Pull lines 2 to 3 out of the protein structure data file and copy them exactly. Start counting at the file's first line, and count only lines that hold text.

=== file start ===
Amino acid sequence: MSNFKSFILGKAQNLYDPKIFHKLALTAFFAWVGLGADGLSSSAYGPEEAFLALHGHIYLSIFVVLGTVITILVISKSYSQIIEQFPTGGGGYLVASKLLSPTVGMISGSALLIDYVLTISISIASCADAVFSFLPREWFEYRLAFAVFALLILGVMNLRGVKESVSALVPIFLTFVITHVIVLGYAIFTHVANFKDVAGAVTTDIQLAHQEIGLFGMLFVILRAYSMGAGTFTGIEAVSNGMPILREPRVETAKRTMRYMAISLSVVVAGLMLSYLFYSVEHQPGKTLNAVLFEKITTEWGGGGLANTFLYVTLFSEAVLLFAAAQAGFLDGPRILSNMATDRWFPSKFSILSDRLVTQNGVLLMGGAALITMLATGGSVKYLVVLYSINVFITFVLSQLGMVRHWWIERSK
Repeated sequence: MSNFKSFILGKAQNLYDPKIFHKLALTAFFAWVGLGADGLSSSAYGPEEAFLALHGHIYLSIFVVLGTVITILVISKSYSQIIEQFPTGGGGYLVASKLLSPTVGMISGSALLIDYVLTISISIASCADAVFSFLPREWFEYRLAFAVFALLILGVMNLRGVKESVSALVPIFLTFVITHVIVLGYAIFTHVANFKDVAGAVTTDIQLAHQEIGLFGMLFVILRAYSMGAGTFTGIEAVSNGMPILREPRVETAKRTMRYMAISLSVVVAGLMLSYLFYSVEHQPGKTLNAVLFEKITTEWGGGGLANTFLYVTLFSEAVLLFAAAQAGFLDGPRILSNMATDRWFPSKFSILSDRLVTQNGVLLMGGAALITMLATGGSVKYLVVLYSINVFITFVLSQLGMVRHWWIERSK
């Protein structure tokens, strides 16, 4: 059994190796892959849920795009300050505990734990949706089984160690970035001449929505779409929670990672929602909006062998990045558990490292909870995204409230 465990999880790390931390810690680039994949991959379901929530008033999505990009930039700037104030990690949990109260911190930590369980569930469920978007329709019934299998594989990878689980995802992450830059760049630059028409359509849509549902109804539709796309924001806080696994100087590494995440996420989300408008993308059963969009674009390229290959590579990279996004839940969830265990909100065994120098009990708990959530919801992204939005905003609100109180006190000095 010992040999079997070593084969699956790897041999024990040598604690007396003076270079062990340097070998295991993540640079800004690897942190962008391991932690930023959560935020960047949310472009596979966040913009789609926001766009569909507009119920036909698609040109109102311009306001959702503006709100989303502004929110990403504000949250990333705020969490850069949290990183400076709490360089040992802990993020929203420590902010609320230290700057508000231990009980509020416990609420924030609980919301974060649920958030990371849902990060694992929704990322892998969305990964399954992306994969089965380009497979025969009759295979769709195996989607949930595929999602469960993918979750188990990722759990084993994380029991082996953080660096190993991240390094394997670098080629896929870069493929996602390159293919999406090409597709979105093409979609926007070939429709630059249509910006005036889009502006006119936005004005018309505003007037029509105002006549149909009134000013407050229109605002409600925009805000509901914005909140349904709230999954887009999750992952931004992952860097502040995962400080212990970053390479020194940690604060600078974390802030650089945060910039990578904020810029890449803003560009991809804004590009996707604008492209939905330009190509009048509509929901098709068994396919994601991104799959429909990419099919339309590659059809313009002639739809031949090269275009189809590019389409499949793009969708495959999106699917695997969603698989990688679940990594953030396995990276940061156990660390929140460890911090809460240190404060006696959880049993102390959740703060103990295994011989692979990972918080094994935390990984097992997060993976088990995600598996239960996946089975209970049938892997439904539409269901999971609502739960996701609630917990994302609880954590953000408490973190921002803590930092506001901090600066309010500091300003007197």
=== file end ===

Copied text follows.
Repeated sequence: MSNFKSFILGKAQNLYDPKIFHKLALTAFFAWVGLGADGLSSSAYGPEEAFLALHGHIYLSIFVVLGTVITILVISKSYSQIIEQFPTGGGGYLVASKLLSPTVGMISGSALLIDYVLTISISIASCADAVFSFLPREWFEYRLAFAVFALLILGVMNLRGVKESVSALVPIFLTFVITHVIVLGYAIFTHVANFKDVAGAVTTDIQLAHQEIGLFGMLFVILRAYSMGAGTFTGIEAVSNGMPILREPRVETAKRTMRYMAISLSVVVAGLMLSYLFYSVEHQPGKTLNAVLFEKITTEWGGGGLANTFLYVTLFSEAVLLFAAAQAGFLDGPRILSNMATDRWFPSKFSILSDRLVTQNGVLLMGGAALITMLATGGSVKYLVVLYSINVFITFVLSQLGMVRHWWIERSK
């Protein structure tokens, strides 16, 4: 059994190796892959849920795009300050505990734990949706089984160690970035001449929505779409929670990672929602909006062998990045558990490292909870995204409230 465990999880790390931390810690680039994949991959379901929530008033999505990009930039700037104030990690949990109260911190930590369980569930469920978007329709019934299998594989990878689980995802992450830059760049630059028409359509849509549902109804539709796309924001806080696994100087590494995440996420989300408008993308059963969009674009390229290959590579990279996004839940969830265990909100065994120098009990708990959530919801992204939005905003609100109180006190000095 010992040999079997070593084969699956790897041999024990040598604690007396003076270079062990340097070998295991993540640079800004690897942190962008391991932690930023959560935020960047949310472009596979966040913009789609926001766009569909507009119920036909698609040109109102311009306001959702503006709100989303502004929110990403504000949250990333705020969490850069949290990183400076709490360089040992802990993020929203420590902010609320230290700057508000231990009980509020416990609420924030609980919301974060649920958030990371849902990060694992929704990322892998969305990964399954992306994969089965380009497979025969009759295979769709195996989607949930595929999602469960993918979750188990990722759990084993994380029991082996953080660096190993991240390094394997670098080629896929870069493929996602390159293919999406090409597709979105093409979609926007070939429709630059249509910006005036889009502006006119936005004005018309505003007037029509105002006549149909009134000013407050229109605002409600925009805000509901914005909140349904709230999954887009999750992952931004992952860097502040995962400080212990970053390479020194940690604060600078974390802030650089945060910039990578904020810029890449803003560009991809804004590009996707604008492209939905330009190509009048509509929901098709068994396919994601991104799959429909990419099919339309590659059809313009002639739809031949090269275009189809590019389409499949793009969708495959999106699917695997969603698989990688679940990594953030396995990276940061156990660390929140460890911090809460240190404060006696959880049993102390959740703060103990295994011989692979990972918080094994935390990984097992997060993976088990995600598996239960996946089975209970049938892997439904539409269901999971609502739960996701609630917990994302609880954590953000408490973190921002803590930092506001901090600066309010500091300003007197």